(CNN)Democrats are planning to call John Dean, who served as White House counsel during the Nixon presidency, to testify in opposition to Judge Brett Kavanaugh next week during his Supreme Court confirmation hearings, according to a release Thursday from Senate Judiciary Chairman Chuck Grassley, R-Iowa.
John Dean, Theodore Olson among witnesses for upcoming Kavanaugh hearings
Former Solicitors General Paul Clement and Theodore Olson, who are two of the most successful members of the conservative Supreme Court bar, will be among those testifying in support of Kavanaugh.
Dean, a CNN contributor, is known for his cooperation with prosecutors during the Watergate investigation. Democrats -- seizing on some of Kavanaugh's past statements regarding presidential authority -- hope to highlight Dean's testimony on the abuse of executive power.
In all, 13 witnesses will testify in support of Kavanaugh and 13 will speak against his nomination during a Senate Judiciary Committee hearing September 7 that will focus on the nominee's early career in partisan politics, his years in the George W. Bush White House and the nearly 300 opinions he's issued as a federal judge.
The witnesses' testimony will come after Kavanaugh has spent hours answering questions from both sides of the aisle Wednesday and next Thursday. The witnesses are meant to offer different perspectives on the nominee, and shore up any questions that may have been raised during the hearings.
Democrats also plan to highlight abortion rights and will call Rochelle Garza, the legal guardian of an undocumented teen who sought access to an abortion last fall while she was in US custody. The teen ultimately prevailed before the DC Circuit but Kavanaugh, a judge on that court, dissented from the opinion.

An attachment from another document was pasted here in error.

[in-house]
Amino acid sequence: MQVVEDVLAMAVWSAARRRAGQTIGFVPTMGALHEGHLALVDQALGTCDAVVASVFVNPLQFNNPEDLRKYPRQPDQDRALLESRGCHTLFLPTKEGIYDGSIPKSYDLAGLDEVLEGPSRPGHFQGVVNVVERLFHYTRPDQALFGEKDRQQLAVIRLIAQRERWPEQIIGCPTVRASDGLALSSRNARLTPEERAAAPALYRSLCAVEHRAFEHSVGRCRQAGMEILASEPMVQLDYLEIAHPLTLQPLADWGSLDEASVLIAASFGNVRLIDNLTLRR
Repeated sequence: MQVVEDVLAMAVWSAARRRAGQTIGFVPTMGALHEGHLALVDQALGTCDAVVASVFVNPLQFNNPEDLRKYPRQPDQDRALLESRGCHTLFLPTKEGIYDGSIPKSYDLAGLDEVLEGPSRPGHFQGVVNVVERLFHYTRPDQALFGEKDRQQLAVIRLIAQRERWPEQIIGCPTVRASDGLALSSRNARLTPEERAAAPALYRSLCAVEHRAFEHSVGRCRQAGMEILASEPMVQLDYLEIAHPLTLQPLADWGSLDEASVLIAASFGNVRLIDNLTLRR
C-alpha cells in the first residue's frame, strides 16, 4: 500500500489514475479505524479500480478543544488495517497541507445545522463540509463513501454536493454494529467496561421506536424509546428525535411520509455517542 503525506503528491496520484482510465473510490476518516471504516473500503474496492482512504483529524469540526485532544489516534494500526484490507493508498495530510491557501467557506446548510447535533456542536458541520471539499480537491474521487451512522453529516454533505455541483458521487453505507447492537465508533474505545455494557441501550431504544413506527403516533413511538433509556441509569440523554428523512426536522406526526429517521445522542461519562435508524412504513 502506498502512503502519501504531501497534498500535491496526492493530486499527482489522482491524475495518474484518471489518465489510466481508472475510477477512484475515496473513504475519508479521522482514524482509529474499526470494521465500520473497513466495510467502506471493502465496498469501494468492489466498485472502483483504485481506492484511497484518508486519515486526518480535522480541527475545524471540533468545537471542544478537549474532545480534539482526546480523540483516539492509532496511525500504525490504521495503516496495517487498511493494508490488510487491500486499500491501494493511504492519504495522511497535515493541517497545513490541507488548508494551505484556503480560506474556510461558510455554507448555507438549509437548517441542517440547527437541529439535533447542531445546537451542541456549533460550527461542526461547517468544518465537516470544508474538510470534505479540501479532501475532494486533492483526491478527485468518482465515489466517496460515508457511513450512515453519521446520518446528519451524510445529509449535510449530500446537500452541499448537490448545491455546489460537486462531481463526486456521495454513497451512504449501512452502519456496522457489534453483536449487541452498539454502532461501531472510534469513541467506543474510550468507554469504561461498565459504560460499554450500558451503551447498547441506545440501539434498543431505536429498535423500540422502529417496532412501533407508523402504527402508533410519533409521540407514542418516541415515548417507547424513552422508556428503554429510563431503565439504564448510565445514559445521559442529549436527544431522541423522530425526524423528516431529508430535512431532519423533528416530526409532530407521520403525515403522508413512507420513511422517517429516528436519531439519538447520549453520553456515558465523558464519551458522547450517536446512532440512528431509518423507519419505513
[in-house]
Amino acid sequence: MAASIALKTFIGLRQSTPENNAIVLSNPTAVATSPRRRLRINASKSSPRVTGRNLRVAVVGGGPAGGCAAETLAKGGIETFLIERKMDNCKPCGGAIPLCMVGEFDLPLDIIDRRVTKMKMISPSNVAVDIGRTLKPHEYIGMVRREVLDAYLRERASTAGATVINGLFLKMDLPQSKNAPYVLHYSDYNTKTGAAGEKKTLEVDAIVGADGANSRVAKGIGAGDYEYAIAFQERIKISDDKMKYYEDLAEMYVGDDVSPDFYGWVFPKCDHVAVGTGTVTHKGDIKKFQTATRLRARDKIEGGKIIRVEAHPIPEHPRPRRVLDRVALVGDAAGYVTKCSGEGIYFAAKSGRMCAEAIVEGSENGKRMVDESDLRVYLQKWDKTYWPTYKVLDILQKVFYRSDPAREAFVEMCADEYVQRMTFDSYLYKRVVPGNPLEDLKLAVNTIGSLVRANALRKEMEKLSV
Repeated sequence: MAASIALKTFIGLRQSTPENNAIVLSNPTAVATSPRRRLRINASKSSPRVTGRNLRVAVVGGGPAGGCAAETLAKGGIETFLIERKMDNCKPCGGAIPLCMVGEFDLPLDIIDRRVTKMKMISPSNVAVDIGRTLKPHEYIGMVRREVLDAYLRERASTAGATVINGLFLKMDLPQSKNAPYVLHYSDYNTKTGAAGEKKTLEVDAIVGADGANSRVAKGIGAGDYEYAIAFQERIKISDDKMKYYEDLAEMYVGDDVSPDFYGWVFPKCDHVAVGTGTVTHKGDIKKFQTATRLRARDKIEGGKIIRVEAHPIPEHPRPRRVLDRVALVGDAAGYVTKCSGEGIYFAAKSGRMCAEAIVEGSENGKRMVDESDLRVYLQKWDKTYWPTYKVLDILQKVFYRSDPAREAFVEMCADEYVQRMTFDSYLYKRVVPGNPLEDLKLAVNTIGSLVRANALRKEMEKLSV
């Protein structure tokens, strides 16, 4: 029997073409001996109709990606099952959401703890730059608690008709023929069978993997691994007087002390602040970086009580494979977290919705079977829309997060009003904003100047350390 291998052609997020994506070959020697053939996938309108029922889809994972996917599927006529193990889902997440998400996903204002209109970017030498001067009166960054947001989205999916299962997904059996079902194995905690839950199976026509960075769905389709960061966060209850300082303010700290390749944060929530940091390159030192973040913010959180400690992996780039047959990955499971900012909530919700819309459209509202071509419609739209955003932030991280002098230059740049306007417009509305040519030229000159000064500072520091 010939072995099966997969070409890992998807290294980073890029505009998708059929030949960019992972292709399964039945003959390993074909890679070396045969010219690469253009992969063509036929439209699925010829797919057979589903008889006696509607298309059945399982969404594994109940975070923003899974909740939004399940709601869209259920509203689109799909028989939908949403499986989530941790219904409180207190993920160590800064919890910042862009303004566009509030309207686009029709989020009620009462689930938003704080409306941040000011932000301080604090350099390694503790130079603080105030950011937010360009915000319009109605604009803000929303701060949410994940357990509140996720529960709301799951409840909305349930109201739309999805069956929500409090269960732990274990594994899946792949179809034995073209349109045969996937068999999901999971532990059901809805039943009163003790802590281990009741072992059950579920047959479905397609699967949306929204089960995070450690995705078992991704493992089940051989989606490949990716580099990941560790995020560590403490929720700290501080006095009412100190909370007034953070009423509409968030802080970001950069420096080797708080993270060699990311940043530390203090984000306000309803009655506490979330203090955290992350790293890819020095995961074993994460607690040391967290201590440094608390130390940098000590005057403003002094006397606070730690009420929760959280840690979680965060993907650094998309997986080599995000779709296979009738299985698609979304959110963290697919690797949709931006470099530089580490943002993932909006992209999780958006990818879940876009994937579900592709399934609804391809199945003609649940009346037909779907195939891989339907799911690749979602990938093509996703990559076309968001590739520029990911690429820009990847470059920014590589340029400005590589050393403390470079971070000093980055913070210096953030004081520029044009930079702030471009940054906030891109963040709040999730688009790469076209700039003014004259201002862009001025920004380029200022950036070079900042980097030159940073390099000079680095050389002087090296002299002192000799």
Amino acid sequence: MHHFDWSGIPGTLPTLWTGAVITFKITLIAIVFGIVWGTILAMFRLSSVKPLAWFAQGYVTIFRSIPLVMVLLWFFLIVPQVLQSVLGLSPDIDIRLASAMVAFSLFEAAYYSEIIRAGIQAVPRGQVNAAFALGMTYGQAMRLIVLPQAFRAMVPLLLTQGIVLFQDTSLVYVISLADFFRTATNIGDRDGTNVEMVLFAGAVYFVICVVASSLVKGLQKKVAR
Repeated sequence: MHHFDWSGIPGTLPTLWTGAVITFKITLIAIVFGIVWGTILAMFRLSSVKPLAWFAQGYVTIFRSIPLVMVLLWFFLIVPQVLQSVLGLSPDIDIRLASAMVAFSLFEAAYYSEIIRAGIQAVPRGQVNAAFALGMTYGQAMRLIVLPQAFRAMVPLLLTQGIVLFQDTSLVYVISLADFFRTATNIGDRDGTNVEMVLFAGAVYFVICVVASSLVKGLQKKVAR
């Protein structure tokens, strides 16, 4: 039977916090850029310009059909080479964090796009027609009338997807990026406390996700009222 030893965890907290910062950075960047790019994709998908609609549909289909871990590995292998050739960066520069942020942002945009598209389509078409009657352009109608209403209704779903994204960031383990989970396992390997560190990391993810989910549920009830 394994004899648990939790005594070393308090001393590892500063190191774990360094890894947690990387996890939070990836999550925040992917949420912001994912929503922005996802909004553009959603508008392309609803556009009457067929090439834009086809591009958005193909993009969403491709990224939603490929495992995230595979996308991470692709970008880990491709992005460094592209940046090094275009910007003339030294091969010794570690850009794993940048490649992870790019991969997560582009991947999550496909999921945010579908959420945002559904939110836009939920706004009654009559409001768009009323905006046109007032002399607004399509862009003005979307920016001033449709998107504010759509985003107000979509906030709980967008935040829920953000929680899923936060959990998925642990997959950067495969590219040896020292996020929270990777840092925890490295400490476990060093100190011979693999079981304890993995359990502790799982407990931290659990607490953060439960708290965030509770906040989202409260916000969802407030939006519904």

The Democrats will call up university professors who are expected to testify on the impact that Kavanaugh's votes on the Supreme Court could have on issues such as voting rights and the environment. Rep. Cedric Richmond, a Louisiana Democrat who's the chairman of the Congressional Black Caucus, is also slated to be called.
In addition to Clement and Olson, Republicans will call Maureen Mahoney, a retired partner at the law firm Latham & Watkins, who will testify about Kavanaugh's role mentoring female clerks who seek to break into the Supreme Court bar. Liberal law professor Akhil Amar of Yale Law School, who penned an opinion piece last month called "A Liberal's Case for Brett Kavanaugh," will warn Senate Democrats about injecting too much politics into the hearings.
Former clerks and students also will appear, as well as a woman whose daughter plays basketball under "Coach K."
Kavanaugh will be introduced Tuesday at his hearing by Republican Sen. Rob Portman of Ohio, former Secretary of State Condoleezza Rice and liberal lawyer Lisa Blatt.
Portman and Rice worked with Kavanaugh in Bush's White House. Blatt, a former clerk to Justice Ruth Bader Ginsburg, wrote an opinion piece in Politico supporting Kavanaugh's appointment.
Kavanaugh, 53, was tapped by President Donald Trump in July to fill the spot left on the court by retired Justice Anthony Kennedy. He needs just 50 Senate votes to be confirmed.